Next Generation pH Measurement Removes the Need for Calibration
The measurement of pH is one of the most common analytical measurements used the world over in applications from process control in the food industry, to research in the pharmaceutical industry, through to effluent monitoring in the environmental sector. In 2002, the total pH measurement instrumentation market, including replacement sensors revenue, was estimated to be on the order of $500m.
The technology currently used for measuring pH is more than seven decades old and suffers from serious operational flaws. Specifically conventional glass electrodes: need constant re-calibration by suitably trained staff using expensive buffers, need careful wet storage and all too frequently break. More recent developments such as solid-state sensors and optical dye based systems all suffer serious limitations including limited pH measurement ranges and low sensitivity.
Researchers at the University of Oxford have developed a complete range of new pH sensors which are cheap and robust to manufacture, can be used over a broad pH range, are sensitive to small changes in pH, can be miniaturised and can be used at high temperatures and pressures; but, most important of all, the new sensors require no calibration.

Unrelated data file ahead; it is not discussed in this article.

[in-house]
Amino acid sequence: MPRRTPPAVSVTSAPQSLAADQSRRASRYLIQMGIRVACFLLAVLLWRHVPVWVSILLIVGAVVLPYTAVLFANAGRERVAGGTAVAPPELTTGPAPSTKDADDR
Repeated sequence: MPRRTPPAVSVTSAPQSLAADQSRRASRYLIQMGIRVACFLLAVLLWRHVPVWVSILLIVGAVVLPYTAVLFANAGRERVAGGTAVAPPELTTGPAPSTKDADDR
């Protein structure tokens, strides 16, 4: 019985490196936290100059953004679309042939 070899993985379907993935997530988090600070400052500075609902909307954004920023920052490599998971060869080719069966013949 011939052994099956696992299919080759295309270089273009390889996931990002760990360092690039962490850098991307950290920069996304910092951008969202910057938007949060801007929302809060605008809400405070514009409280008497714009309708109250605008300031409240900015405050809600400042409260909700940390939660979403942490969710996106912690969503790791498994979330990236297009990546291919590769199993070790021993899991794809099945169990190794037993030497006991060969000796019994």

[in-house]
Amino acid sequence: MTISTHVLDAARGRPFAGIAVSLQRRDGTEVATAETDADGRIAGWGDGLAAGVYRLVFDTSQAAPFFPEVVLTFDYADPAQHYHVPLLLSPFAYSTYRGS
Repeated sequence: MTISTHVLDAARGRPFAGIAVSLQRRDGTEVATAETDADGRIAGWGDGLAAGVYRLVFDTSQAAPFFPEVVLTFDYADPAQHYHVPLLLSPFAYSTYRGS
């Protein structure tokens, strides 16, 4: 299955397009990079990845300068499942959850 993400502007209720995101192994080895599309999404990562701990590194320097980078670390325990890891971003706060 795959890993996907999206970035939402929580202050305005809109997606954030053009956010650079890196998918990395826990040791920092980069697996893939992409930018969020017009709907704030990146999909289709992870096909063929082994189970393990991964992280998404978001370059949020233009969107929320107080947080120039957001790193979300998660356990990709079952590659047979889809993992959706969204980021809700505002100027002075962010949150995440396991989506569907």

Alle Nachrichten aus der Kategorie: Life Sciences
Articles and reports from the Life Sciences area deal with applied and basic research into modern biology, chemistry and human medicine.
Valuable information can be found on a range of life sciences fields including bacteriology, biochemistry, bionics, bioinformatics, biophysics, biotechnology, genetics, geobotany, human biology, marine biology, microbiology, molecular biology, cellular biology, zoology, bioinorganic chemistry, microchemistry and environmental chemistry.
Smart sensors for future fast charging batteries
European project “Spartacus” launched Faster charging, longer stability of performance not only for electric vehicles but also for smartphones and other battery powered products. What still sounds like science fiction…
Small molecules control bacterial resistance to antibiotics
Antibiotics have revolutionized medicine by providing effective treatments for infectious diseases such as cholera. But the pathogens that cause disease are increasingly developing resistance to the antibiotics that are most…